Amanda Knox: what happened to me was surreal, but it could have happened to anyone

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Amanda Knox, the University of Washington student who was tried, found guilty, then acquitted two years ago on appeal in Italy for the murder of her college flatmate Meredith Kercher in 2007 broke her silence in a long awaited interview with ABC’s Diane Sawyer. She was articulate and seemed very sincere. I’ve written a bit about the case, which is confusing and contains a plethora of information from sources that contradict each other. My overall take is that one truth is undeniable: Italy’s system of justice has a lower standard with regard to the rights of the accused.

Also, Amanda Knox was demonized and subjected to a total character assassination during the trial in a way that would be disallowed in a U.S. courtroom for good reason.

This case has given me a deeper appreciation for the U.S. system of justice and for the reason incriminating details about the life or history of the accused that are not relevant to proving the charges are inadmissible in a U.S. court. The prosecution in this case, aided and abetted by a sensationalist media, created a caricature of this young woman and put that caricature on trial Рcomplete with avatars in a video created to show how Amanda Knox Рagainst whom, of the three individuals who stood trial for this murder, there was the least amount of evidence  Рsupposedly acted as ringleader, manipulating two men into the murder of Meredith Kercher.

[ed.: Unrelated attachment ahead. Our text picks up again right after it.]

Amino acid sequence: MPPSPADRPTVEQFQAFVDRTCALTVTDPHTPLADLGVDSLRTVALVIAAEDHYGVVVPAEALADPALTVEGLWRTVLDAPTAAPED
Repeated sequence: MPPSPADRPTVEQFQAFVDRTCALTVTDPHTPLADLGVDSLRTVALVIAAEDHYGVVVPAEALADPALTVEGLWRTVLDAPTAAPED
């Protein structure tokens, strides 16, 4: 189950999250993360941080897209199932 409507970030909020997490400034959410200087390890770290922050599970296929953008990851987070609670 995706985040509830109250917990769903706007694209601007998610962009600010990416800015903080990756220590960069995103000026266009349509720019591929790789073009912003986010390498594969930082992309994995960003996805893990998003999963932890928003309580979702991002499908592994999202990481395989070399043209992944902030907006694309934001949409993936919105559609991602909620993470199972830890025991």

Having listened to Knox this evening, I stand by my earlier assessment of what went on in this case: it was a perfect storm of hysteria on the part of the Italian media, the prosecutor, Amanda and Meredith’s housemates, and Amanda herself. Far from coming across as some sort of unfeeling demon or actress, she strikes me as a hippieish, guileless type of person who if anything demonstrated utter naivete (having gone to the University of Washington and spent many years in the Pacific Northwest, I also get the sense this was cultural. Meaning, this is not a shrewd east coast type of young woman with a shrewd east coast type family who would have made sure to lawyer up immediately). Rather, Knox had no idea she was under suspicion when initially questioned and not only did she not flee, she cooperated entirely without demanding an attorney, which suggests innocence but unfortunately was used against her by Italian authorities.¬† Thus it seems to me it was her very innocence–and naivete–that contributed to this perfect storm.

Of course, no one knows exactly what happened. But the theory that Knox and her boyfriend conspired with Rudy Guede, a drifter whose DNA is all over the room where Meredith Kercher’s body was found and whose bloody footprints are all over the floor there was always a stretch. Occam’s razor would suggest Guede broke in and murdered Meredith Kercher. And that’s probably what happened.

Ultimately, perhaps it was just a case of wrong place/wrong time. As Knox said this evening, “I’d like to be reconsidered as a person … What happened to me was surreal, but it could have happened to anyone.”

Chilling.

This entry was written by and posted on April 30, 2013 at 11:59 pm and filed under Blog.